Workers in hospital settings may be exposed to a variety of common and emerging infectious disease hazards, particularly if proper infection prevention and control measures are not implemented in the workplace. Examples of infectious disease hazards include seasonal and pandemic influenza; norovirus; Ebola; Middle East Respiratory Syndrome (MERS), tuberculosis, methicillin-resistant Staphylococcus aureus (MRSA), and other potentially drug-resistant organisms.
Infectious diseases are caused by agents that are transmissible through one or more different routes, including the contact, droplet, airborne, and bloodborne routes. The transmission of infectious agents through the bloodborne route—a specific subset of contact transmission—is defined in the Bloodborne Pathogens (BBP) standard, 29 CFR 1910.1030 (See the Bloodborne Pathogens section below).
An effective infection control program normally relies upon a multi-layered and overlapping strategy of engineering, administrative and work practice controls, and PPE. It is OSHA’s intent in this eTool to highlight some – not all – of the controls that would be necessary to the development and implementation of an effective program. Implementing the controls highlighted here alone will not typically protect workers from infection hazards.
Follow standard and transmission-based precautions to prevent worker infections (see also the OSHA page: Worker protections against occupational exposure to infectious diseases). Early identification and isolation of sources of infectious agents (including sick patients), proper hand hygiene, worker training, effective engineering and administrative controls, safer work practices, and appropriate personal protective equipment (PPE), among other controls, help reduce the risk of transmission of infectious agents to workers.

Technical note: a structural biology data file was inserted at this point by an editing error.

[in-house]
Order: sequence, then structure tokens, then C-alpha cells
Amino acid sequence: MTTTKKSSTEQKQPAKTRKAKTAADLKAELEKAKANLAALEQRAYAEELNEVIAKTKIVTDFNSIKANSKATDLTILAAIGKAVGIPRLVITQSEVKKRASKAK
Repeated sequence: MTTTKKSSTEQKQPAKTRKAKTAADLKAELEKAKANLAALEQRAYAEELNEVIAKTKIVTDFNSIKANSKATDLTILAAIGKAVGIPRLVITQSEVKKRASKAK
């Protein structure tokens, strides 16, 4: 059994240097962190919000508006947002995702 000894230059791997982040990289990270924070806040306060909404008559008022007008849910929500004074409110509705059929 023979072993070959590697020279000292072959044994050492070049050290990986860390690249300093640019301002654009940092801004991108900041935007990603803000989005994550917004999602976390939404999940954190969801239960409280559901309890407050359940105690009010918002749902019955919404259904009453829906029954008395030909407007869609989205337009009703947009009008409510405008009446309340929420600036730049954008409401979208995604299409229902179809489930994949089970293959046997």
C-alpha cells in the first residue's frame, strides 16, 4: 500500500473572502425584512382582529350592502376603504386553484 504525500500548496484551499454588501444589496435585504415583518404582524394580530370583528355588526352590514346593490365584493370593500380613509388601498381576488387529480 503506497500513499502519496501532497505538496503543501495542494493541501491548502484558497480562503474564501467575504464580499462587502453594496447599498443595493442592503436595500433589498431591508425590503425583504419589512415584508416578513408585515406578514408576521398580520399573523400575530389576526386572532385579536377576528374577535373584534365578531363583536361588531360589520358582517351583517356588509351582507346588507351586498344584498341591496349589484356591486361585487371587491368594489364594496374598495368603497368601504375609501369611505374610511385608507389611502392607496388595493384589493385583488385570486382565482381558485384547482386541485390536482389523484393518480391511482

Employers must comply with the BBP standard to the extent that there is "occupational exposure" (i.e., to the extent employers should reasonably anticipate contact with blood or other potentially infectious materials (OPIM) that may result from the performance of duties). Employers must also comply with the PPE Standard, 29 CFR 1910 Subpart I, and the OSH Act’s General Duty Clause, 29 U.S.C. 654(a)(1), to protect their workers from infectious disease hazards. The General Duty Clause requires each employer to "furnish to each of his employees employment and a place of employment which are free from recognized hazards that are causing or are likely to cause death or serious physical harm to his employees."
OSHA provides agent-specific guidance for a variety of pathogens that workers in hospital settings may encounter. See OSHA's Safety and Health Topics Pages for Biological Agents and Bloodborne Pathogens and Needlestick Prevention for additional information.
In this module, OSHA provides additional guidance specifically for:
Bloodborne pathogens are pathogenic microorganisms present in human blood that can cause disease in humans. These pathogens include, but are not limited to, Hepatitis B Virus (HBV), Hepatitis C Virus (HCV), Human Immunodeficiency Virus (HIV) and Viral Hemorrhagic Fevers (e.g. Ebola). [29 CFR 1910.1030(b)]
Occupational exposure to blood or other potentially infectious materials (OPIM) can occur in central sterile supply when employees sort bloody and/or contaminated surgical instruments, sharps, reprocess medical equipment and decontaminate surfaces.
Requirements under OSHA's Bloodborne Pathogens Standard, 29 CFR 1910.1030
The Bloodborne Pathogens Standard requires precautions when there is occupational exposure to blood or OPIM (as defined by the standard). Under the standard, OPIM means (1) the following human body fluids: semen, vaginal secretions, cerebrospinal fluid, synovial fluid, pleural fluid, pericardial fluid, peritoneal fluid, amniotic fluid, saliva in dental procedures, any body fluid that is visibly contaminated with blood, and all body fluids in situations where it is difficult or impossible to differentiate between body fluids; (2) any unfixed tissue or organ (other than intact skin) from a human (living or dead); and (3) HIV-containing cell or tissue cultures, organ cultures, and HIV- or HBV-containing culture medium or other solutions; and blood, organs, or other tissues from experimental animals infected with HIV or HBV.